“ECAS is a governmental program aimed at discovering promising sprinters from mostly the rural areas of the Eastern Cape, most of them have little or no access to coaching or training facilities. They are placed on ECAS’s high-performance program which I oversee.”
He says the athletes visit PE after every two to three months where they participate in a training camp for a weekend. He monitors the athletes regularly via calls and WhatsApp as a way to discover their progress and struggles.
“Also through ECAS, I have the opportunity to go out to rural areas and run coaching workshops for coaches and coaching clinics for athletes to promote athletics in rural areas of the Eastern Cape,” says Thobela.
Two years ago, Thobela was elected as the Chairperson of Eastern Province Athletics Track and Field and is a member of the EPA Board, overseeing all the province’s athletics programmes since 2014.
He has recently resigned from Victoria Park High School as he has even bigger plans which may better fulfil his ambitions. This will be through an “exciting” sports development project which he is currently working on, which aims at developing young township athletes.
“I applied for funding to run a township and rural development project in September this year. The original idea was to start up this initiative in PE Motherwell where I grew up, and where we would work with a school called Enkwenkwezini Primary School.”
The project involves providing 20 selected athletes (sprinters) in the under-8 to under-12 age groups with specialised coaching, academic tutoring and assisting them with a nutrition programme. “The funder loved the idea and insisted that we run the same program in Grahamstown where we work with Fikizolo Primary School.” He says the project is primarily aimed at sprinters competing in the 60m, 80m, 100m and up to 400 meters.
Thobela says his passion for sports, ‘especially soccer’ stretches way back. It was when he was in high school that he realised there were not enough efforts in nurturing township talent.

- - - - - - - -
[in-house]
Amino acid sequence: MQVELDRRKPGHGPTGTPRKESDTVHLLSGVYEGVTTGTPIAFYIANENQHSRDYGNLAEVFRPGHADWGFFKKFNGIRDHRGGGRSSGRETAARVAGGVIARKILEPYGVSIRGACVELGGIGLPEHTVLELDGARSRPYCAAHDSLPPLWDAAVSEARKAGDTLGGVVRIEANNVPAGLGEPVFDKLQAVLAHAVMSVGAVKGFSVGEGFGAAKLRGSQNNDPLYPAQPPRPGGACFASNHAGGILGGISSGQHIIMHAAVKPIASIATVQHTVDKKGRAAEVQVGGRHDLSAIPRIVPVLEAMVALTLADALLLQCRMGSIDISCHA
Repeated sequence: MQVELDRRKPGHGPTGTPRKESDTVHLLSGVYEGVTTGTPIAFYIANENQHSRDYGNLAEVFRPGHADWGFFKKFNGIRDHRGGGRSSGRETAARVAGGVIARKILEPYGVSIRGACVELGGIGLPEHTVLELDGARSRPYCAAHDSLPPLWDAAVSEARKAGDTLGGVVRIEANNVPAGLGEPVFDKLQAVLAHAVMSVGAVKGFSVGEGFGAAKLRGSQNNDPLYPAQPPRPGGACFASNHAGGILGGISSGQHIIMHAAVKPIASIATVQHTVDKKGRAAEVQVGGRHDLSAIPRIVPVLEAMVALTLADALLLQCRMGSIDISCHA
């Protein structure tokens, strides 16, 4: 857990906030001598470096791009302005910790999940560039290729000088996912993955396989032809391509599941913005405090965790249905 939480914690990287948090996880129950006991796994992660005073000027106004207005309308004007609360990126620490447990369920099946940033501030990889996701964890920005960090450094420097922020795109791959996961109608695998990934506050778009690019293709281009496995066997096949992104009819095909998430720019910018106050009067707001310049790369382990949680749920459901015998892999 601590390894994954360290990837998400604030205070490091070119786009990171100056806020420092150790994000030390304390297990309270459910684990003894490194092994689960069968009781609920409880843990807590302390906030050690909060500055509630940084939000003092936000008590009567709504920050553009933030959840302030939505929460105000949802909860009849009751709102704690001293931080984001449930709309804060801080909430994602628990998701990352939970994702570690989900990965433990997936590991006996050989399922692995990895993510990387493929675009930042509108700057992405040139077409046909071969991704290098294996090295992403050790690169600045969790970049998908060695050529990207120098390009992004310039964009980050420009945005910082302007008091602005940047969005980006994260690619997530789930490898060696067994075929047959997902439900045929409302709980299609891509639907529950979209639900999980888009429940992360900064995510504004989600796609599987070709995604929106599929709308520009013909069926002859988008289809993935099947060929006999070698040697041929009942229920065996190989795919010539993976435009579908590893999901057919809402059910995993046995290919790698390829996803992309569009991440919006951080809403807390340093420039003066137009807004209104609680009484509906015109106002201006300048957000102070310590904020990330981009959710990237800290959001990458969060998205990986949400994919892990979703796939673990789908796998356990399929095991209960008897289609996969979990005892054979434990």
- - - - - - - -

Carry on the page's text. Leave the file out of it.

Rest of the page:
“I used to just flourish when it came to sports; I had a lot of support and coaching, and in the back of my mind, that made me set a goal for my life, to do something small but achieve great things. I grew up believing it was the government’s responsibility but I always felt that they weren’t doing enough to support youth sports development.”
He says he has sent many proposals to different government departments which either got turned down or stolen over the years. “I was lucky to have a parent (mother) that understood what I wanted and believed in my ambition, I sometimes don’t even sleep at night because I’m constantly looking at things I could be doing to make things better.
“I’ve started my own company, ‘Thoba Sports Consulting’, which is aimed at creating and managing sports development programmes for the previously disadvantaged communities. I’ve also founded an NPO called ‘Khulasande Sports Development’, through which all the development programmes will be driven.
“If you have a dream about something, it’s meant to happen. Obviously, it won’t happen easily or quickly, but one thing that young people should do is to persevere, work hard and make the necessary sacrifices to achieve their dreams. If you can dream it, that means it’s meant for you. Everything that I have achieved in my life I saw it beforehand because it’s what I wanted.”